So my final answer here is yes, there is some hope that we may see society-wide reform flow from brave spokespeople and national movements. Of course that is what we need. However, if the rhetoric coming from both sides of this issue in recent days is how this will continue, then I fear there is no hope at all. The way we disagree and wrestle with tough issues in this nation has changed over the last 20 years and not for the better. It seems that we cannot get past our opening remarks before the battle lines are drawn and we cease being fellow citizens of a great nation who are facing a problem together and we become adversaries and politically-driven representatives of a smaller group rather than champions of our whole society.

So what’s the answer? How is this current issue going to be resolved over the long term and lead to society-wide transformation?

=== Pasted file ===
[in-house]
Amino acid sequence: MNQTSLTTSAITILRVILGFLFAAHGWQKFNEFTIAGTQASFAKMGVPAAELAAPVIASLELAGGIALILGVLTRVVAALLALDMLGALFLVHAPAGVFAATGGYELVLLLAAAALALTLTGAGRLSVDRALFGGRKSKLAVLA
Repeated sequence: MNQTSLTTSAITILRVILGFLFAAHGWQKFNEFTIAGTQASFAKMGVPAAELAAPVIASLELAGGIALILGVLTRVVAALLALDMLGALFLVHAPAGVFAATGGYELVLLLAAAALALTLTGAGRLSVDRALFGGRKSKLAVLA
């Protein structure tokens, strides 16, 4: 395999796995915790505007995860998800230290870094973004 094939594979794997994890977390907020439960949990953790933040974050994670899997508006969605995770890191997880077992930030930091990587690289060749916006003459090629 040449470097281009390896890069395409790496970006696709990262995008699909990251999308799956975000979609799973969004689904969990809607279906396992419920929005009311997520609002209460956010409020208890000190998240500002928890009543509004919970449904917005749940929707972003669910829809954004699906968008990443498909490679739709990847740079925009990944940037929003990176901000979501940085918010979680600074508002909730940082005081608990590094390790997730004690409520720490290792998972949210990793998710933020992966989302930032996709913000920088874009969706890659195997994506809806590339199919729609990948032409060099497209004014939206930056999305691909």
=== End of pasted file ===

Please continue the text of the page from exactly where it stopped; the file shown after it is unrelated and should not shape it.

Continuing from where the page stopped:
Well, as a Pastor and a preacher of the gospel, my first answer would be a spiritual one. But I will leave that for another post! As a member of this society and a citizen of this great nation I would say that the absolute first priority is to get the key stakeholders, influencers and decision-makers in the same room and challenge them all to make a commitment to work together, not attack each other in the media, but share their stories, their passion for change and their ideas about how this reform might be possible. Leave the media outside and like any good jury, get a commitment from these key people to say nothing outside that group until they all reach a consensus and are ready to present their plan to Australian people.